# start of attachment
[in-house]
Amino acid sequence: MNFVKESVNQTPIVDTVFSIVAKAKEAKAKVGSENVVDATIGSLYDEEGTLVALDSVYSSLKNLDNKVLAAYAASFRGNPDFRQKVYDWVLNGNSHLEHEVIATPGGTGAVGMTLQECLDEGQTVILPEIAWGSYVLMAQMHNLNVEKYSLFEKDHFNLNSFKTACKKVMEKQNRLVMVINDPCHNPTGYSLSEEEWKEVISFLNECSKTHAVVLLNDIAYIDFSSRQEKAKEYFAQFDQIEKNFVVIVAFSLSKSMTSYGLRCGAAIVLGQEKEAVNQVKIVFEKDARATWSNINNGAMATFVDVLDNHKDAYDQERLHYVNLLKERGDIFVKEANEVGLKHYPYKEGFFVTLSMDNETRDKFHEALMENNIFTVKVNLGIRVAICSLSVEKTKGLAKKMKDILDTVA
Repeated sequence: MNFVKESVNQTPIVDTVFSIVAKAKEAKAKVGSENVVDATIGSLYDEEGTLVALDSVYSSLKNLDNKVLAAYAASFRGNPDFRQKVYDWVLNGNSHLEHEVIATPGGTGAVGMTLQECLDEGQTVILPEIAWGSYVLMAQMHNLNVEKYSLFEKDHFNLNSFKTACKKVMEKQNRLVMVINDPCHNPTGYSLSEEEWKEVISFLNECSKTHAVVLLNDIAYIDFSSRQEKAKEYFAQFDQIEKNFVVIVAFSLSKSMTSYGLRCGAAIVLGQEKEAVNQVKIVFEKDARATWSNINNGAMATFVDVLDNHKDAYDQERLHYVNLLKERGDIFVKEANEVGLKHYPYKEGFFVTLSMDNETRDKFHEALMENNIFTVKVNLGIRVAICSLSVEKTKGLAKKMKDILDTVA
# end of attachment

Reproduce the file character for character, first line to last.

[in-house]
Amino acid sequence: MNFVKESVNQTPIVDTVFSIVAKAKEAKAKVGSENVVDATIGSLYDEEGTLVALDSVYSSLKNLDNKVLAAYAASFRGNPDFRQKVYDWVLNGNSHLEHEVIATPGGTGAVGMTLQECLDEGQTVILPEIAWGSYVLMAQMHNLNVEKYSLFEKDHFNLNSFKTACKKVMEKQNRLVMVINDPCHNPTGYSLSEEEWKEVISFLNECSKTHAVVLLNDIAYIDFSSRQEKAKEYFAQFDQIEKNFVVIVAFSLSKSMTSYGLRCGAAIVLGQEKEAVNQVKIVFEKDARATWSNINNGAMATFVDVLDNHKDAYDQERLHYVNLLKERGDIFVKEANEVGLKHYPYKEGFFVTLSMDNETRDKFHEALMENNIFTVKVNLGIRVAICSLSVEKTKGLAKKMKDILDTVA
Repeated sequence: MNFVKESVNQTPIVDTVFSIVAKAKEAKAKVGSENVVDATIGSLYDEEGTLVALDSVYSSLKNLDNKVLAAYAASFRGNPDFRQKVYDWVLNGNSHLEHEVIATPGGTGAVGMTLQECLDEGQTVILPEIAWGSYVLMAQMHNLNVEKYSLFEKDHFNLNSFKTACKKVMEKQNRLVMVINDPCHNPTGYSLSEEEWKEVISFLNECSKTHAVVLLNDIAYIDFSSRQEKAKEYFAQFDQIEKNFVVIVAFSLSKSMTSYGLRCGAAIVLGQEKEAVNQVKIVFEKDARATWSNINNGAMATFVDVLDNHKDAYDQERLHYVNLLKERGDIFVKEANEVGLKHYPYKEGFFVTLSMDNETRDKFHEALMENNIFTVKVNLGIRVAICSLSVEKTKGLAKKMKDILDTVA